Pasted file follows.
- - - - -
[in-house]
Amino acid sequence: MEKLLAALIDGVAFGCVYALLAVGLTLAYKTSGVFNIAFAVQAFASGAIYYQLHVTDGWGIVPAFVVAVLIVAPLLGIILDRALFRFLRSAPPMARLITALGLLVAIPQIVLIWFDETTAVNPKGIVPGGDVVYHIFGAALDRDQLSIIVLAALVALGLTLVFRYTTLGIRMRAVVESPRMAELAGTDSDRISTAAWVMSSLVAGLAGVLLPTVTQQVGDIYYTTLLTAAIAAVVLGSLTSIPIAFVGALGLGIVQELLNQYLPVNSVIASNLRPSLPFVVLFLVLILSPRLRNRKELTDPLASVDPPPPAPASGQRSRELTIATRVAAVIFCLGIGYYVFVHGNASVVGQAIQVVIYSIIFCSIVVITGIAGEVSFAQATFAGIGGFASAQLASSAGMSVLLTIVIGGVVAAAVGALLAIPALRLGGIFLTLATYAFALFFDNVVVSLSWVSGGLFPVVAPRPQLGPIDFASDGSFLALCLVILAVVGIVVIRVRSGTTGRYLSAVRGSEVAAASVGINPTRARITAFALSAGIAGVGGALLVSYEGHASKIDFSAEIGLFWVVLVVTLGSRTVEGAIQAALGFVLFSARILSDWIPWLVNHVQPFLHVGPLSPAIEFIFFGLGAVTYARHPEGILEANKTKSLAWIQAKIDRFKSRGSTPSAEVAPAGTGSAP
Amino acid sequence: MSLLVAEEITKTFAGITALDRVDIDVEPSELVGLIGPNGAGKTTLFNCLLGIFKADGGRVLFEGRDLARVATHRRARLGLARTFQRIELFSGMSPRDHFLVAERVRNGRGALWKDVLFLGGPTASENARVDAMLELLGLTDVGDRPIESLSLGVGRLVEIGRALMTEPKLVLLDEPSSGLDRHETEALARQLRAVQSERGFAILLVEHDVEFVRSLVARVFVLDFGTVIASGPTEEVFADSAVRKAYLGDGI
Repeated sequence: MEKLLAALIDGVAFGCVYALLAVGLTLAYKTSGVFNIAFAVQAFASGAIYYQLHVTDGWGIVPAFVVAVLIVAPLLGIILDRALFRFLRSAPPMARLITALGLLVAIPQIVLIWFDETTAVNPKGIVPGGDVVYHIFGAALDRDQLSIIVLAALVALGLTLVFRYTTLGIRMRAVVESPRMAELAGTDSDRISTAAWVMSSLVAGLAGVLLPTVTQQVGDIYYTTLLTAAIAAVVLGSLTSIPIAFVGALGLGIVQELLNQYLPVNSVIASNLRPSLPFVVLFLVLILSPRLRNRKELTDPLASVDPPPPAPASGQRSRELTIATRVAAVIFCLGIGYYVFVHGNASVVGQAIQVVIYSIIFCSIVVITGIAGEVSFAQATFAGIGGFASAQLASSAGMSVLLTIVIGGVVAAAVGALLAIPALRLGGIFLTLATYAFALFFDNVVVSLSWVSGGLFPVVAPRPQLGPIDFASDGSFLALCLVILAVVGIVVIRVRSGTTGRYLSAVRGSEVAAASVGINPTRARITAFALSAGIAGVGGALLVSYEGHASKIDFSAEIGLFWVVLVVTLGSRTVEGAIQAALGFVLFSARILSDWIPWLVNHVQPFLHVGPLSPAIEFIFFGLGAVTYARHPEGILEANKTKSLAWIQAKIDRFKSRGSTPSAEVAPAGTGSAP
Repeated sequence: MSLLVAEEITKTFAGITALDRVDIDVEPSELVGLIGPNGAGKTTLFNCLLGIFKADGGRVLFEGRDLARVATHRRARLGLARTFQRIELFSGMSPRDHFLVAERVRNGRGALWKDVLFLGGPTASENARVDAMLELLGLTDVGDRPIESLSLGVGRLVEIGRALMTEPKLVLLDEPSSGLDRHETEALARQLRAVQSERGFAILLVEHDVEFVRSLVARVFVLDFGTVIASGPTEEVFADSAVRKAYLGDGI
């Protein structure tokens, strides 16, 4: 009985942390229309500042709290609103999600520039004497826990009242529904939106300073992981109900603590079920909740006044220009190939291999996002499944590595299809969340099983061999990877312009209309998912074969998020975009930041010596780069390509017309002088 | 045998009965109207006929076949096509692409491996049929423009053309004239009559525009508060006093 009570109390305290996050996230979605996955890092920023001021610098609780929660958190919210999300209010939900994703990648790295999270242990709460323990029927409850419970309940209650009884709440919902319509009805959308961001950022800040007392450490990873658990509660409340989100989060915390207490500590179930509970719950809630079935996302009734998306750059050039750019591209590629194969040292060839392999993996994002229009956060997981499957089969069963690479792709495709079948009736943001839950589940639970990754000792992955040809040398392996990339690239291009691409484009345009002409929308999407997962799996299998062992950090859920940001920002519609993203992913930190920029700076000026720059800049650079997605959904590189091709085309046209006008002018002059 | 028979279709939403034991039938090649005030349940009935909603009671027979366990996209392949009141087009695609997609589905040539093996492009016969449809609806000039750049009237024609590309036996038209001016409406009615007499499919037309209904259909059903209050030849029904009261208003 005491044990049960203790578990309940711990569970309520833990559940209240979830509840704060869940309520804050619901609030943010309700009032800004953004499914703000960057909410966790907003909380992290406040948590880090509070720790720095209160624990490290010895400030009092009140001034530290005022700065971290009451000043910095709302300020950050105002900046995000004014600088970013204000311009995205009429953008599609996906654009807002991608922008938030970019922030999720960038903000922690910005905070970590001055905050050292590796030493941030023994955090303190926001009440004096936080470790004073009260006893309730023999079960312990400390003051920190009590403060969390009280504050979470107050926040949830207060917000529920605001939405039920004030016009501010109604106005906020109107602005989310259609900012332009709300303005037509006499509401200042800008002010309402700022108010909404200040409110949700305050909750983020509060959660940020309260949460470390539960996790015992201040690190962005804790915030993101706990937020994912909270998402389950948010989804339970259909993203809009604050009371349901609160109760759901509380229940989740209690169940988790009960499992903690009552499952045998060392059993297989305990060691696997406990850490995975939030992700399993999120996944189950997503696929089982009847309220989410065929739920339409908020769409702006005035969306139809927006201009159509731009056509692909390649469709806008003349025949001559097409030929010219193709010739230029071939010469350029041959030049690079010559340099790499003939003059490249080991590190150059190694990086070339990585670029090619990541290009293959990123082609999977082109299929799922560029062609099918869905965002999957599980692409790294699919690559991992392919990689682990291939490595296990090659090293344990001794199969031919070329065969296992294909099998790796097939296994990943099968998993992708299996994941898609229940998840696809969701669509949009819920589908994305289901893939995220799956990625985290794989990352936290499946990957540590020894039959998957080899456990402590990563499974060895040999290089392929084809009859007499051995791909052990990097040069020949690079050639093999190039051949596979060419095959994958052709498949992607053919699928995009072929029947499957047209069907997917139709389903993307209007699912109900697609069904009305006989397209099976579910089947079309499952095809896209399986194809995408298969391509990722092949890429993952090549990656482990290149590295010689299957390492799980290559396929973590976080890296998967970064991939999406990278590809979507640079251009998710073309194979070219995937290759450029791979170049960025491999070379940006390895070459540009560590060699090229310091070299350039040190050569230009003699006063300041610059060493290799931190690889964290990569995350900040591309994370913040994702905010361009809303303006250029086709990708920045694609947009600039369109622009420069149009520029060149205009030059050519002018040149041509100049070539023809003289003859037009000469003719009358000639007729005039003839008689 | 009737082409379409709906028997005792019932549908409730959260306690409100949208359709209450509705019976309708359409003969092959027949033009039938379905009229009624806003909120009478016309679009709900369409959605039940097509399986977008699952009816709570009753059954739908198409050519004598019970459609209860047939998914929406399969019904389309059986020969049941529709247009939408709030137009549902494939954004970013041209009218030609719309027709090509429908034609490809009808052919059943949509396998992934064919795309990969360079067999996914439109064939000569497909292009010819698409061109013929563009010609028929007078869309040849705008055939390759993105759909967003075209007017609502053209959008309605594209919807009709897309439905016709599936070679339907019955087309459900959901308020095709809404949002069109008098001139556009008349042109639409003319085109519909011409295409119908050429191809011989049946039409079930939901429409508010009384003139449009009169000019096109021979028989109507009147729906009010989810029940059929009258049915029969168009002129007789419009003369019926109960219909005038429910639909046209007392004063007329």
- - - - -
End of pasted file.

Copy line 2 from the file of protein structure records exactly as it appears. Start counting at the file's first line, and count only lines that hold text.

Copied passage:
Amino acid sequence: MEKLLAALIDGVAFGCVYALLAVGLTLAYKTSGVFNIAFAVQAFASGAIYYQLHVTDGWGIVPAFVVAVLIVAPLLGIILDRALFRFLRSAPPMARLITALGLLVAIPQIVLIWFDETTAVNPKGIVPGGDVVYHIFGAALDRDQLSIIVLAALVALGLTLVFRYTTLGIRMRAVVESPRMAELAGTDSDRISTAAWVMSSLVAGLAGVLLPTVTQQVGDIYYTTLLTAAIAAVVLGSLTSIPIAFVGALGLGIVQELLNQYLPVNSVIASNLRPSLPFVVLFLVLILSPRLRNRKELTDPLASVDPPPPAPASGQRSRELTIATRVAAVIFCLGIGYYVFVHGNASVVGQAIQVVIYSIIFCSIVVITGIAGEVSFAQATFAGIGGFASAQLASSAGMSVLLTIVIGGVVAAAVGALLAIPALRLGGIFLTLATYAFALFFDNVVVSLSWVSGGLFPVVAPRPQLGPIDFASDGSFLALCLVILAVVGIVVIRVRSGTTGRYLSAVRGSEVAAASVGINPTRARITAFALSAGIAGVGGALLVSYEGHASKIDFSAEIGLFWVVLVVTLGSRTVEGAIQAALGFVLFSARILSDWIPWLVNHVQPFLHVGPLSPAIEFIFFGLGAVTYARHPEGILEANKTKSLAWIQAKIDRFKSRGSTPSAEVAPAGTGSAP